A $4bn biz without a live product just broke the record for the amount paid for a domain name. WTF is going on?


billion-dollar business that comprises of nothing but others' confidence that it is worth something.

To be honest that is an accurate description of the whole stock exchange system.

Sad SACK: Linux PCs, servers, gadgets may be crashed by 'Ping of Death' network packets


Re: So, not great, not terrible

As for me I'm moving to Kolibri. Much cleaner than all this text file nonsense : all you need to tweak the OS is a bit of assembly coding.

Greatest threat facing IT? Not the latest tech giant cockwomblery – it's just tired engineers


In a previous life it was more like 80 hrs for each working for 12 years straight (and barely any vacation at all). I've taken more days off in 2018 than in the previous 6 years combined ! Yay for carreer changes.

Captec saps tech from Aleutia to put its tiny PCs back to work


I'm glad I never heard of them, I'd certainly bought a couple for roles that I now devoted to Raspis with great success.

Nice little machines for sure.

That magical super material Apple hopes will hit backspace on its keyboard woes? Nylon



That's not new and not limited to Apple. Pro now means "top tier personal". Good examples include MSWindows (Pro for consumers, Buisness for professional use) or indeed the PS4 Pro.

Let's make laptops from radium. How's that for planned obsolescence?


Well, they DO make degradable carrier bags

The buggers are a PITA, too, if you are in the habit of reusing your shopping bags as garbage bags.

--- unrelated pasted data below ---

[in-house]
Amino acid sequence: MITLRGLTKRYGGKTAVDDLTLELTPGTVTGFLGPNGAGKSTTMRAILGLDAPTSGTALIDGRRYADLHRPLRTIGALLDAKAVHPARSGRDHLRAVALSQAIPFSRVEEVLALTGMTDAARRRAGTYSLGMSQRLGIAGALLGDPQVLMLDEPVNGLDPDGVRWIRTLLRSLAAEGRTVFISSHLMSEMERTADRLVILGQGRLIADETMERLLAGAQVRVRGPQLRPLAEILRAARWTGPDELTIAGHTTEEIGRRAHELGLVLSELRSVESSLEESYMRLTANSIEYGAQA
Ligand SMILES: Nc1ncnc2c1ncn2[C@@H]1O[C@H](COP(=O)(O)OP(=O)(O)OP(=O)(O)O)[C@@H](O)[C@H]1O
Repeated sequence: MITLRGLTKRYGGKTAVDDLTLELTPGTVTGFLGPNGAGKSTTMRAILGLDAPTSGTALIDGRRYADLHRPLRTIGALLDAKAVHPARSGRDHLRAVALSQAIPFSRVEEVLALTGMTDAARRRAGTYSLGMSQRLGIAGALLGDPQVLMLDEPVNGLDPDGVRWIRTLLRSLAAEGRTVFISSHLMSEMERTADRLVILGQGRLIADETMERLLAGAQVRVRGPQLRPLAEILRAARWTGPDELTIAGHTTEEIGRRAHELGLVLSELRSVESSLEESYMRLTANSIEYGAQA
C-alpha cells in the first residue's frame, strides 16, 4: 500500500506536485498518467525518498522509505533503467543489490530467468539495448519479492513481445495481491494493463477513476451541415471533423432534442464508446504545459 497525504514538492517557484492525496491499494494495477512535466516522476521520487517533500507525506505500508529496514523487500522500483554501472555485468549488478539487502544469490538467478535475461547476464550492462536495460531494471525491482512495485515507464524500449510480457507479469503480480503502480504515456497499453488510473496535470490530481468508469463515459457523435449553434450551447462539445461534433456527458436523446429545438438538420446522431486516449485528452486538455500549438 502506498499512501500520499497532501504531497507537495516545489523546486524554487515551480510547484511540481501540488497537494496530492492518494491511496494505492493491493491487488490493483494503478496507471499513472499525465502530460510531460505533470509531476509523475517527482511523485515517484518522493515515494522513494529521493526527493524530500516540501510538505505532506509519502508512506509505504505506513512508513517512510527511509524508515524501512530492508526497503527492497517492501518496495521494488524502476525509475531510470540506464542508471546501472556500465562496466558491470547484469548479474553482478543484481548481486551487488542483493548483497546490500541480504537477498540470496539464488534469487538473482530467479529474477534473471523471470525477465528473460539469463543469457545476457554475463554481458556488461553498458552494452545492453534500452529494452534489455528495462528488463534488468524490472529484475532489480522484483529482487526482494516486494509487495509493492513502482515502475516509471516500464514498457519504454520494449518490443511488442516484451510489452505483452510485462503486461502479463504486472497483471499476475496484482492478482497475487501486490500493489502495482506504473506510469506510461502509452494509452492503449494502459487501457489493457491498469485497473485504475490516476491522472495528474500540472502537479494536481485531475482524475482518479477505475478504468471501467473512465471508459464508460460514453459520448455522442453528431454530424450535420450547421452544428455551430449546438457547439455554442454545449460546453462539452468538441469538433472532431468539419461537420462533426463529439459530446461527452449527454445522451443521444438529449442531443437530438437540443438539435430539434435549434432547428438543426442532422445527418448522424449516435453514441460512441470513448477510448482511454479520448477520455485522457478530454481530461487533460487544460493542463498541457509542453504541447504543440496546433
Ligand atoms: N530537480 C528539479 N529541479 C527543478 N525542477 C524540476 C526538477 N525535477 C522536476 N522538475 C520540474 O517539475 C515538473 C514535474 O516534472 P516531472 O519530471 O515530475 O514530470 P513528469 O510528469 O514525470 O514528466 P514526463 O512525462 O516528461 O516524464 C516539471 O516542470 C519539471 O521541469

Here's what Autonomy told its salesmen they were allowed to do


Re: It begins with H and ends with E and is 8 letters long:

habitude, hackable, hackette, hairlike, hairline, hairwove, halazone, halflife, halfpace, halfpipe, halftime, halftone, halicore, halidome, halimote, hamulate, hamulose, handlike, handmade, handsome, hangable, hangfire, harambee, harangue, hardbake, hardcase, hardedge, hardface, hardline, hardnose, hardwire, harelike, harplike, hateable, hawklike, hawknose, headache, headcase, headgate, headline, headnote, headrace, headrope, healable, healsome, hearable, heatable, heatwave, hebetate, hebetude, hebraize, hegumene, hellfire, hellhole, hellkite, helotage, helpable, helpline, helpmate, hematine, hematite, hemipode, hemocyte, hemolyze, hemplike, henhouse, hepatise, hepatite, hepatize, herblike, herdlike, heritage, herniate, herolike, hesitate, hetaerae, hexamine, hexylene, hiccatee, highlife, highrise, hillside, hireable, hittable, hivelike, holdable, holesome, holocene, holotype, holydame, holytide, homelike, homemade, homepage, homesite, homicide, hominine, hominize, homodyne, homotype, homuncle, honeybee, hoodlike, hooflike, hooklike, hooknose, hooplike, hornlike, hornpipe, horologe, horrible, hoselike, hosepipe, hothouse, hotplate, huarache, huggable, huisache, humanise, humanize, hummable, huntable, hurtable, husklike, hylobate, hymnlike, hyoscine, hyperope, hypnotee, hypobole, hypogene.

Found it !

The curious case of Spamhaus, a port scanning scandal, and an apparent U-turn


PS: Re: For the love of..

By any chance do you still have the reject message from that? That would be very interesting to see.

No, I don't. I tend not not collect trash for the fun of it. I have no doubt that you would be very interested in a free audit of your broken model. I -and many here, I suspect- can provide test cases, logs and stats from a variety of systems both senders and receivers. At a price.